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THE

FEMALE VAGRANT.

THE

FEMALE VAGRANT.

My Father was a good and pious man,
An honest man by honest parents bred ;
And I believe, that, soon as I began
To lisp, he made me kneel beside my bed,
And in his hearing there my prayers I said :
And afterwards, by my good Father taught,
I read, and loved the books in which I read;
For books in every neighbouring house I sought,
And nothing to my mind a sweeter pleasure brought.
The suns of twenty summers danced along,
Ah! little marked how fast they rolled away :
Then rose a stately Hall our woods among,
And cottage after cottage owned its sway.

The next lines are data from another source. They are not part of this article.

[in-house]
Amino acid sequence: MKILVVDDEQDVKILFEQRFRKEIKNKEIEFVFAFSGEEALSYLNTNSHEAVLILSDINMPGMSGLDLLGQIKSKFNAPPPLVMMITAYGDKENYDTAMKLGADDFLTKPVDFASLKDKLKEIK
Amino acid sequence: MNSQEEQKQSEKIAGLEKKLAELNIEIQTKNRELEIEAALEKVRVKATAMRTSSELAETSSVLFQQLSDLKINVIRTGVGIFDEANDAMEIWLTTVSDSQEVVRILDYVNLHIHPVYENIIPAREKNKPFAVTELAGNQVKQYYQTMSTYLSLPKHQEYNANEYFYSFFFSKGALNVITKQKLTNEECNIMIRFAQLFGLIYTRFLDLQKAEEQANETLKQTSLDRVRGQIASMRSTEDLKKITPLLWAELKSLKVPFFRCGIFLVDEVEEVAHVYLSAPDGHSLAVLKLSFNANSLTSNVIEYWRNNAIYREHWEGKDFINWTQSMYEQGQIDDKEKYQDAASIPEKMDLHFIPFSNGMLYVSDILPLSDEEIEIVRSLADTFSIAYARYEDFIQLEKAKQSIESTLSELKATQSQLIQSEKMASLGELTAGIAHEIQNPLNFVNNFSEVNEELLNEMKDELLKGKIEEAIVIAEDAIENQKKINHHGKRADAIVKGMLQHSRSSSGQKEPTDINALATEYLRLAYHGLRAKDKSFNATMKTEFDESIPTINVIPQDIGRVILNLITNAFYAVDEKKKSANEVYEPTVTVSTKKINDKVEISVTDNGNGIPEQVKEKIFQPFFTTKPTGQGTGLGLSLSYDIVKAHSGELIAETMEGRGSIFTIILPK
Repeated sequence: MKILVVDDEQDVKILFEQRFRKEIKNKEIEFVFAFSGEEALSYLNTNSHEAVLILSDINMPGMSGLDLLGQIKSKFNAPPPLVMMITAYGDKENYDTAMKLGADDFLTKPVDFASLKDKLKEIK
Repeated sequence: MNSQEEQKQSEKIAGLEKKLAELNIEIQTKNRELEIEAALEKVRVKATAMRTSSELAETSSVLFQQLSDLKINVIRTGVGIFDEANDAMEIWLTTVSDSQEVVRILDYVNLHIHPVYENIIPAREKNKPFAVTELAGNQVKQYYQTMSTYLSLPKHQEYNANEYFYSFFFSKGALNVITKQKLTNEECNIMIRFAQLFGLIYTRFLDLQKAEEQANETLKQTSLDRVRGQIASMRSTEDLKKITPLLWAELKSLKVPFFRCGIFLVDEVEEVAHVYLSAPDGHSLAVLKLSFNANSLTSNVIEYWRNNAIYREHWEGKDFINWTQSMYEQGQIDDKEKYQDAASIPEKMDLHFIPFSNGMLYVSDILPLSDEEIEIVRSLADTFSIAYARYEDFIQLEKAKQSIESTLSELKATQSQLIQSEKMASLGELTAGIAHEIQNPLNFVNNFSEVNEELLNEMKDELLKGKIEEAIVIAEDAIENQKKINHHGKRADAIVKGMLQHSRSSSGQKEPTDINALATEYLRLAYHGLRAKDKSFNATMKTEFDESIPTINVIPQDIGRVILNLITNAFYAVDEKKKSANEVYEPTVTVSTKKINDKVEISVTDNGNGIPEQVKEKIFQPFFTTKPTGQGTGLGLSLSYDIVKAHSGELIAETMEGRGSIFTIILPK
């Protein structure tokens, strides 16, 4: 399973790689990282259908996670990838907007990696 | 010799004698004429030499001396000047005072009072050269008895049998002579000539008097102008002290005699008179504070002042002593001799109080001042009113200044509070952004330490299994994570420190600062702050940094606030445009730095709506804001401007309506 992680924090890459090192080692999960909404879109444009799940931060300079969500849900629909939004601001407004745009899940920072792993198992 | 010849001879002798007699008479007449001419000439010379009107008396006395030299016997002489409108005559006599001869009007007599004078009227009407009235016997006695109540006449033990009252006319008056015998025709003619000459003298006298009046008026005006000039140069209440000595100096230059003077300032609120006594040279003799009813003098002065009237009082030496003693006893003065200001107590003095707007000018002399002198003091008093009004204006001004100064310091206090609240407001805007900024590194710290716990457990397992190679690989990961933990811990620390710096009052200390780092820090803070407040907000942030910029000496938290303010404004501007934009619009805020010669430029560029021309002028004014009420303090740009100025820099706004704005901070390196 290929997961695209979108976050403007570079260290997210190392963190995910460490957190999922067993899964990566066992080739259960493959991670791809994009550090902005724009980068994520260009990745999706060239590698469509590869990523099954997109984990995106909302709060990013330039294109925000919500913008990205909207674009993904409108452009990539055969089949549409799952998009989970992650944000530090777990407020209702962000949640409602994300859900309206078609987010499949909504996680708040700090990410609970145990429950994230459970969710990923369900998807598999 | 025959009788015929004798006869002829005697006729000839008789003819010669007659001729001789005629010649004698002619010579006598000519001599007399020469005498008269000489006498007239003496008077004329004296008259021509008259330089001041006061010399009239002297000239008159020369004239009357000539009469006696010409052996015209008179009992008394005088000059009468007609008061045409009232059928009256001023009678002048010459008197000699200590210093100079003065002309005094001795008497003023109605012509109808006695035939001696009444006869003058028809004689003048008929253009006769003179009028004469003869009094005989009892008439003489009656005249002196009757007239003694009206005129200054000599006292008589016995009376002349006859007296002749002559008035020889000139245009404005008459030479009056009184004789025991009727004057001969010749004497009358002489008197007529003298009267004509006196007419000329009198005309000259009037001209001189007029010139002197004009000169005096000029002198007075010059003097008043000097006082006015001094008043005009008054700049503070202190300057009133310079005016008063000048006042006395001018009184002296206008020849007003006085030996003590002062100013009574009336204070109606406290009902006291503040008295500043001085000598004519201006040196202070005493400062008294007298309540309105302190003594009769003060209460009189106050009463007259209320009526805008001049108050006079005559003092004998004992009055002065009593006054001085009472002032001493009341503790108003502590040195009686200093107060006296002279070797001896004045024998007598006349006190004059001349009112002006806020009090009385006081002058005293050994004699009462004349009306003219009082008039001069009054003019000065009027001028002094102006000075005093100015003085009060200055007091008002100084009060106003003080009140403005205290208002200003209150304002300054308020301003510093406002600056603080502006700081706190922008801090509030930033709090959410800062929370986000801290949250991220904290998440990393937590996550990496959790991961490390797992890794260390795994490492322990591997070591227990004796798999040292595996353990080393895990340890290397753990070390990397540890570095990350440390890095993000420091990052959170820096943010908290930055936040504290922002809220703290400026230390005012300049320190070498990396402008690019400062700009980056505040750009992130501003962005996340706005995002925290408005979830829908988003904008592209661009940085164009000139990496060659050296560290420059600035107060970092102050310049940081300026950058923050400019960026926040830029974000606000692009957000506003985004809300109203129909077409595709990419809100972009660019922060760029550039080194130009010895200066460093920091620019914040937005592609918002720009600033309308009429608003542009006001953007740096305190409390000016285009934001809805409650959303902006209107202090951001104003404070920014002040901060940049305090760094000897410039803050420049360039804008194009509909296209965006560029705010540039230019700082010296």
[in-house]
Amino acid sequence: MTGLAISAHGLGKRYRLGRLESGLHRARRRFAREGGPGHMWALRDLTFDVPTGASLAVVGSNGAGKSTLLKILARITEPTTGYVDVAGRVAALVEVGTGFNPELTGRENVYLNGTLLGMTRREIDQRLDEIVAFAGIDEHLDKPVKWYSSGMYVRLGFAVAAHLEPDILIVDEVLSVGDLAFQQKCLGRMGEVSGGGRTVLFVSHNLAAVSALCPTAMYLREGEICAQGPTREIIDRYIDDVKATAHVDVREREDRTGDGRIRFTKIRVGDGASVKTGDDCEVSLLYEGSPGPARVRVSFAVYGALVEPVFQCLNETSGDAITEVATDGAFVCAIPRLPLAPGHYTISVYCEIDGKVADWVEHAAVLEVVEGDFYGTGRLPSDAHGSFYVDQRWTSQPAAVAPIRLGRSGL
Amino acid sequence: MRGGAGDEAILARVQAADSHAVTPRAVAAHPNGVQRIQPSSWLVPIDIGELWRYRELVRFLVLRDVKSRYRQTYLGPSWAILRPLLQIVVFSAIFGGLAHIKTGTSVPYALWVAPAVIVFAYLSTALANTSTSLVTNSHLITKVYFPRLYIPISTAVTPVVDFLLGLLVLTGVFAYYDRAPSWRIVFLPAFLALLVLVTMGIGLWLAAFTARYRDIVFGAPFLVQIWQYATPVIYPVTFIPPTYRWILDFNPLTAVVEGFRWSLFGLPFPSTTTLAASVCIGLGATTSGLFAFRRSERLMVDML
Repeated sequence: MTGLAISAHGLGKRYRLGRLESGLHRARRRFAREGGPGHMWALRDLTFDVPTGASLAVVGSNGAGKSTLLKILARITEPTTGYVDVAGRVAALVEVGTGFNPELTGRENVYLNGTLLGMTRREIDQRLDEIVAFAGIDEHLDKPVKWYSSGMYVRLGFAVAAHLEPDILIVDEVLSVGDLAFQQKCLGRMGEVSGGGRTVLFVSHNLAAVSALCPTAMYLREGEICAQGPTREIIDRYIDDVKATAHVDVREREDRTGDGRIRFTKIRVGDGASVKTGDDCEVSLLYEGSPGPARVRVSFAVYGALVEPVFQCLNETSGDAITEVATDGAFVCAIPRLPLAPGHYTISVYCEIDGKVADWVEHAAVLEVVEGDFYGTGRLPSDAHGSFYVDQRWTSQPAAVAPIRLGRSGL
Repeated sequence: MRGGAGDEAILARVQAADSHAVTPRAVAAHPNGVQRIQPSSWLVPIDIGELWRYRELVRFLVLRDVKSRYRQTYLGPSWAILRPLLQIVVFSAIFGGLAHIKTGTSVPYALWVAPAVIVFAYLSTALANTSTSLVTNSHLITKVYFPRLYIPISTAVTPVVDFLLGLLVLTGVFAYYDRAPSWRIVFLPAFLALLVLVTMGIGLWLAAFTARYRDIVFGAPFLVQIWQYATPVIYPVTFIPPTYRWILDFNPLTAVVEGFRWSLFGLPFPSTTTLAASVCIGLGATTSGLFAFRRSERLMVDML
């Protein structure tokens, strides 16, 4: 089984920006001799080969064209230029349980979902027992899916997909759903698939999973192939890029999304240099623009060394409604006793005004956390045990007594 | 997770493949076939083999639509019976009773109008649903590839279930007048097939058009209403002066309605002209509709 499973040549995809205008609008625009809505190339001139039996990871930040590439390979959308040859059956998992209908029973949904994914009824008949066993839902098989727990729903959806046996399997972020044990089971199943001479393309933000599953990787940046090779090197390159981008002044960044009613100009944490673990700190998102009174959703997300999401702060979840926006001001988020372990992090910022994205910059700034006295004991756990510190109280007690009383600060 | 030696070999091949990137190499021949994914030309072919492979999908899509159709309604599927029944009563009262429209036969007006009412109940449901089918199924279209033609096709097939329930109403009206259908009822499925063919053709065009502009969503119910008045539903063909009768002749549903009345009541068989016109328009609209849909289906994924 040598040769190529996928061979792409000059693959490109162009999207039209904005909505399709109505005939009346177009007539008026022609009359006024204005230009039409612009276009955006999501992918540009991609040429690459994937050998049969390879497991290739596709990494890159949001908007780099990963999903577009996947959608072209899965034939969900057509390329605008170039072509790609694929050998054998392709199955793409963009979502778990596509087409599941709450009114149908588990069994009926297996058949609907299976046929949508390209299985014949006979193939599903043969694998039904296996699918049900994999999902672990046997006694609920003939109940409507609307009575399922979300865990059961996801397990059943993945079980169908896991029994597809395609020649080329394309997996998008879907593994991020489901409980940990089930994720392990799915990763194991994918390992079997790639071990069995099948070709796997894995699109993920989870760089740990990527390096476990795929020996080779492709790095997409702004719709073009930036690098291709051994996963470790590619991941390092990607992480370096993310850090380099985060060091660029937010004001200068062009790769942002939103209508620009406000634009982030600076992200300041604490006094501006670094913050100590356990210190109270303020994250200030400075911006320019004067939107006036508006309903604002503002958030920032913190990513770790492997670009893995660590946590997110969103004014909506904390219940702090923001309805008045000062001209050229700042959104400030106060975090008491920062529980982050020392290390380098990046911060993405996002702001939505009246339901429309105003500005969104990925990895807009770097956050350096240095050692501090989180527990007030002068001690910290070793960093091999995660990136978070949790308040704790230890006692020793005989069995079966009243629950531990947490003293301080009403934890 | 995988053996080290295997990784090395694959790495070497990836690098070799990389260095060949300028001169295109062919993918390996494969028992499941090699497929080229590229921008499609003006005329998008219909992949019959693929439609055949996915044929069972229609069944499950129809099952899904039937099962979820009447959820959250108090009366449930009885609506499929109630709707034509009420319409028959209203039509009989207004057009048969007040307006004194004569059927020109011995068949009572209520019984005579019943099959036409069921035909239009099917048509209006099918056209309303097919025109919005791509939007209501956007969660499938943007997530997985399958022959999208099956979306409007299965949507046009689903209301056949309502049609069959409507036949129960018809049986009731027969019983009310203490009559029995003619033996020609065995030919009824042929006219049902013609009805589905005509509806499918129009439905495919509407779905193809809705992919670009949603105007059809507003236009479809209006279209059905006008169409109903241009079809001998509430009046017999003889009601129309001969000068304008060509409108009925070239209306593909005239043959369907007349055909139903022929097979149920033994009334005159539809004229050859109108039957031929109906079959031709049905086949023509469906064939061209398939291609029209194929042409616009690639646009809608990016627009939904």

No joy to see a neighbouring House, or stray
Through pastures not his own, the master took ;
My Father dared his greedy wish gainsay;
He loved his old hereditary nook,
And ill could I the thought of such sad parting brook.

But, when he had refused the proffered gold,
To cruel injuries he became a prey,
Sore traversed in whate'er he bought and sold:
His troubles grew upon him day by day,
And all his substance fell into decay.
They dealt most hardly with him, and he tried
To move their hearts--but it was vain--for they
Seized all he bad; and, weeping side by side,
We sought a home where we uninjured might abide.

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